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Nathan


P Jackson

Nathan P Jackson

He // Him // His

[ID: Nathan, a Tlingit man with tan skin and white hair, smiles warmly.]

Traditional Woodcarver and Sculptor
Ketchikan, AK
2021 USA Fellow

This award was generously supported by the Rasmuson Foundation.
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Nathan Paul Jackson was born into the Sockeye Clan on the Raven side of the Chilkoot-Tlingit tribe. Jackson was raised in Southeastern Alaska, spending most of his time in the Haines area. Much of his early education in his Tlingit heritage was conducted by his clan uncle and grandfather.

Upon completion of his military service in Germany in 1959, he returned to Alaska. After two years of carving and commercial fishing, he enrolled at the Institute of American Indian Arts in Santa Fe. There he specialized in fabric design, silk screen, and graphics.

In 1964, he returned to Haines, where he began working with Alaska Indian Arts and taught woodblock and silk-screen techniques for Manpower Development. He also participated as a member of the Chilkat Dancers. Since 1967, he has been a freelance artist doing traditional-style woodcarving, jewelry, and design, usually on a commission basis.

He has been an instructor in woodcarving and design at the Alaska State Museum, Sheldon Jackson College, Totem Heritage Center, and the University of Alaska. He has also had several apprentices working under him in conjunction with the Native Apprenticeship Program, sponsored by Alaska State Council on the Arts, as well as with a totem project in Saxman, a native village two miles south of Ketchikan.

At this point in his career, in addition to masks and smaller items, Jackson has carved more than 50 totem poles, some in international locations and museums, for both public art and private collections.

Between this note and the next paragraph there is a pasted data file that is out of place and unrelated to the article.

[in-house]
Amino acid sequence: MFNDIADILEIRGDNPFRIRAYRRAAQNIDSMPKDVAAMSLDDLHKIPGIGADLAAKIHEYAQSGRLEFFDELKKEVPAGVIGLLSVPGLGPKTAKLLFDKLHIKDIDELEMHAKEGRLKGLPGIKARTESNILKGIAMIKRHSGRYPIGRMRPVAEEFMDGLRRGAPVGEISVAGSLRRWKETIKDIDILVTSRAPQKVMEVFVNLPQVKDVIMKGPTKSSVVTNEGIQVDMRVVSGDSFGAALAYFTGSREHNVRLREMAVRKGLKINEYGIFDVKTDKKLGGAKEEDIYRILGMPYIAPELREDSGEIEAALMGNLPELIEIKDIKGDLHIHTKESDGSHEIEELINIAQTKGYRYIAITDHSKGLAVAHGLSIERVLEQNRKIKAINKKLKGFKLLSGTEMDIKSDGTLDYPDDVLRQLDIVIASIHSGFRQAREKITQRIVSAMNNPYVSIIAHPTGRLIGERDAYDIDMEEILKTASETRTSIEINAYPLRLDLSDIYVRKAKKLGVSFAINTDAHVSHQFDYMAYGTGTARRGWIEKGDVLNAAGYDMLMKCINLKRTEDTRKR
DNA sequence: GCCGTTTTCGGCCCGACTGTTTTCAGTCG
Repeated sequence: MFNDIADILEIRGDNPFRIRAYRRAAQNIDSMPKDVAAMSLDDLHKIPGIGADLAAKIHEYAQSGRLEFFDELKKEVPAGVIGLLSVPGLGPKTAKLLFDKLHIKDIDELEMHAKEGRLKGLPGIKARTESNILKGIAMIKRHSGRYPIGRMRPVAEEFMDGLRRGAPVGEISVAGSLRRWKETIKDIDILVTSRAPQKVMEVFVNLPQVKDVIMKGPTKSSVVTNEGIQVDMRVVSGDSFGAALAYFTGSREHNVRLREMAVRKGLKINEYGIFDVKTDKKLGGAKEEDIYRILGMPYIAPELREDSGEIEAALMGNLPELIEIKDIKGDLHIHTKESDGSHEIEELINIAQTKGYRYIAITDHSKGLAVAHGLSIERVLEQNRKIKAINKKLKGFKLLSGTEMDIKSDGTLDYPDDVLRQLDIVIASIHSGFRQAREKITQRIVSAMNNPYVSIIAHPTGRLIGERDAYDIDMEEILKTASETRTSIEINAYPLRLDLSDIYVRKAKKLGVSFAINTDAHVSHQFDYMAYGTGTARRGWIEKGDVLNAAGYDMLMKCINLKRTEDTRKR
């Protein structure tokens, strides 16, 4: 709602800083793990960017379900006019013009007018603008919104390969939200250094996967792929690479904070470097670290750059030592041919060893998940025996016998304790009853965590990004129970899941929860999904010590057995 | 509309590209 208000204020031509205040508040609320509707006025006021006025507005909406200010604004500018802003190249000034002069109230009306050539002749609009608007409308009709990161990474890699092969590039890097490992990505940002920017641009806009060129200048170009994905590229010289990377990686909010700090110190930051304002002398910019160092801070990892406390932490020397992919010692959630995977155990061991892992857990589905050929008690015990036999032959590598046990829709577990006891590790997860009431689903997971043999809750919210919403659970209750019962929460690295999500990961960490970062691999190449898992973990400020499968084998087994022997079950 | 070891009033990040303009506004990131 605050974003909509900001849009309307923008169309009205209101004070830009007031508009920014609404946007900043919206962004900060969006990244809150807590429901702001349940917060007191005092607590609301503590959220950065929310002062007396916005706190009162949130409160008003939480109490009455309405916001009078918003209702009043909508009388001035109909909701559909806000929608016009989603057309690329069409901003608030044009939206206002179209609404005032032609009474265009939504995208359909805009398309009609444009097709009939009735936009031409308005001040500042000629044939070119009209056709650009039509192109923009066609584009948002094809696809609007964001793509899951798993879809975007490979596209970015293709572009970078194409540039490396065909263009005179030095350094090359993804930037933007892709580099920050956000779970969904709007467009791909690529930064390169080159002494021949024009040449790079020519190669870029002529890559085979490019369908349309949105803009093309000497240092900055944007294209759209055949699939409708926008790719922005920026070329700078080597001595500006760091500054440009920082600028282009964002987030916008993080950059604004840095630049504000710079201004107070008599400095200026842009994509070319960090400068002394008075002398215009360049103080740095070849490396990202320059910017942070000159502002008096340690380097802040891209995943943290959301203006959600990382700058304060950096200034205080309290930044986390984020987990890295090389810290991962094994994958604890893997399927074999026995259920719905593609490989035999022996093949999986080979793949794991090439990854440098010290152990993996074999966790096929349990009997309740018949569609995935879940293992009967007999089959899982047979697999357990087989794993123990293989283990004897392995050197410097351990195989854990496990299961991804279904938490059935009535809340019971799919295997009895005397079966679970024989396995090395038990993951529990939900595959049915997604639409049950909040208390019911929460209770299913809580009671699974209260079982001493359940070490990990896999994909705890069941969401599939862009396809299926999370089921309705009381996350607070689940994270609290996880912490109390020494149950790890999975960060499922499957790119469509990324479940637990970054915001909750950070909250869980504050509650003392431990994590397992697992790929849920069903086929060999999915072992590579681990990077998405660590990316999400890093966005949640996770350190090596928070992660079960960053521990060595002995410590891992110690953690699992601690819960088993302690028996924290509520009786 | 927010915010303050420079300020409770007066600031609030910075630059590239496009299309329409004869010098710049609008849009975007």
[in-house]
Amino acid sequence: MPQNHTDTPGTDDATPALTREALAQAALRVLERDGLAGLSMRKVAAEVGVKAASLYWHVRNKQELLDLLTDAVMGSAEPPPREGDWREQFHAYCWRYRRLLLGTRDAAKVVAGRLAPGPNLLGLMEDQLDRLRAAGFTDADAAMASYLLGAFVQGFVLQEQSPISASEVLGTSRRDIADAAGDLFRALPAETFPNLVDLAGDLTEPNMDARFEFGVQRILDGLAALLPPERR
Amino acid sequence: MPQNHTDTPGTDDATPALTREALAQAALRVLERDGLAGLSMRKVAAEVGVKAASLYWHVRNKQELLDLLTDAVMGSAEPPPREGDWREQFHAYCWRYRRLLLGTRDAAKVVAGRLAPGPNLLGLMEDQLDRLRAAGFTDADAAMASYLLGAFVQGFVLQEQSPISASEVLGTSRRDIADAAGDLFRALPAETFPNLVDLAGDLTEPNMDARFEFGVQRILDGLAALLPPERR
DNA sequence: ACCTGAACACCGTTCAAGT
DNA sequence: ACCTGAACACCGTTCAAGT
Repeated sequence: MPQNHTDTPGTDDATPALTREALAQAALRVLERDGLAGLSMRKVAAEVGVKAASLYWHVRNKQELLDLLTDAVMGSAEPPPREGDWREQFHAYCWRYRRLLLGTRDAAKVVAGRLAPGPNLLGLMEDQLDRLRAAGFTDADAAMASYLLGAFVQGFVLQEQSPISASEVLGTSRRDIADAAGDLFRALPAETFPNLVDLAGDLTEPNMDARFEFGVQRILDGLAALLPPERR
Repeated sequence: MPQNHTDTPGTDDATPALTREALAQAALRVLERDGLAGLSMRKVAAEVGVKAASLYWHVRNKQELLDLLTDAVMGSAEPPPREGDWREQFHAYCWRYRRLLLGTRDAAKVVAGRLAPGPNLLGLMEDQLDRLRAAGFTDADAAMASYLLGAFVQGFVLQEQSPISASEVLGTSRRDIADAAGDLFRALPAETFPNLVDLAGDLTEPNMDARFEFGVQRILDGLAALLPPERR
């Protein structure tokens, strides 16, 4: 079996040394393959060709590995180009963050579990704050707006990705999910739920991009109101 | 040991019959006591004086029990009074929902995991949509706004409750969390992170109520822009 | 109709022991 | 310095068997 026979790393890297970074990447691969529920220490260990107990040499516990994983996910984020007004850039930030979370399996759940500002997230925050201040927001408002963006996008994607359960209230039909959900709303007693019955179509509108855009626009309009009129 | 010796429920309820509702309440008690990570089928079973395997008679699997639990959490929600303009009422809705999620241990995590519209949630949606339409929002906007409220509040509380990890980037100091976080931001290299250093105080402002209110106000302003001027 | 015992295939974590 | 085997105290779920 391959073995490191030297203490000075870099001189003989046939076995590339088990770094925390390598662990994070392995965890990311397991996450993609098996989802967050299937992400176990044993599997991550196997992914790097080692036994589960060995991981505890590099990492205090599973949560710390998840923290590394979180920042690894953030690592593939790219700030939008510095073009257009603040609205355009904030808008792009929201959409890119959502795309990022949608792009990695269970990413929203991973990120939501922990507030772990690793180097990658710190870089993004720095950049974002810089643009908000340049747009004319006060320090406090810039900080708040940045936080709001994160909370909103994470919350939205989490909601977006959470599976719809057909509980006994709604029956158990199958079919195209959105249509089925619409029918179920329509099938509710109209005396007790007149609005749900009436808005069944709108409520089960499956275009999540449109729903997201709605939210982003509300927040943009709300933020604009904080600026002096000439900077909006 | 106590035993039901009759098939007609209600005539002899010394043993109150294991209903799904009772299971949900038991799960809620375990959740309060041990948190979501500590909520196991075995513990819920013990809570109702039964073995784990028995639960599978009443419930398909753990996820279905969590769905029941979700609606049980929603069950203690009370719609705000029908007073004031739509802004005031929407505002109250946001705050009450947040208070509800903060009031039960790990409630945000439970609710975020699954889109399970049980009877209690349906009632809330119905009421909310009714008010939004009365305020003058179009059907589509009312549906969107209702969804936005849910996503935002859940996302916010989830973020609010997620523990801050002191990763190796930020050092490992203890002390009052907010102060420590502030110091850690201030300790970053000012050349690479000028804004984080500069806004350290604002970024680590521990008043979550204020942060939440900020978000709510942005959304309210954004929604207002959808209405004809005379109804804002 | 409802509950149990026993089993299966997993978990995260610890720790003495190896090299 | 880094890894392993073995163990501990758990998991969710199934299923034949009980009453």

Portrait photo by Hall Anderson.

  • Artwork by Nathan P Jackson
    Kaats Pole, 2004. Western red cedar, latex exterior house paint, dimensions 20 × 2 feet. Photo by Cynthia Frankenburg.
    [ID: Nathan P Jackson stands below a towering totem pole on display in the Smithsonian National Museum of the American Indian. The totem features Kaats who is at the bottom being held by the mama bear, his wife. Going up the pole, the three bear cubs are shown.]
  • Artwork by Nathan P Jackson
    Raven Frontlet, 2020. Red alder, exterior house paint, flicker feathers, abalone inlay, dimensions 10 × 6 inches. Photo by Stacey Williams.
    [ID: A raven headdress frontlet traditionally put on the front of an ermine skin headdress. It represents a raven, one of the main moieties in Northwest coast culture. The raven’s head, claws, tails, and wings are compacted together in the center and surrounded by abalone inlay on either side, with orange and black-tipped flicker feathers attached to the top of the frontlet.]
  • Artwork by Nathan P Jackson
    Raven & Dog Salmon, 2019. Western red cedar, exterior latex house paint, dimensions 11 × 7 feet. Photo by Shar Fox.
    [ID: This house screen on display in the Alaska State Museum in Juneau features a raven and four dog salmon in the traditional Northwest coast design style. It is a symmetrical panel painted in the traditional colors of blue green, red, and black. The four dark bluish green dog salmon are positioned in the four corners and the raven is centered with outspread wings. Two dog salmon jumping at the top are quite happy.]
Artwork by Nathan P Jackson Artwork by Nathan P Jackson Artwork by Nathan P Jackson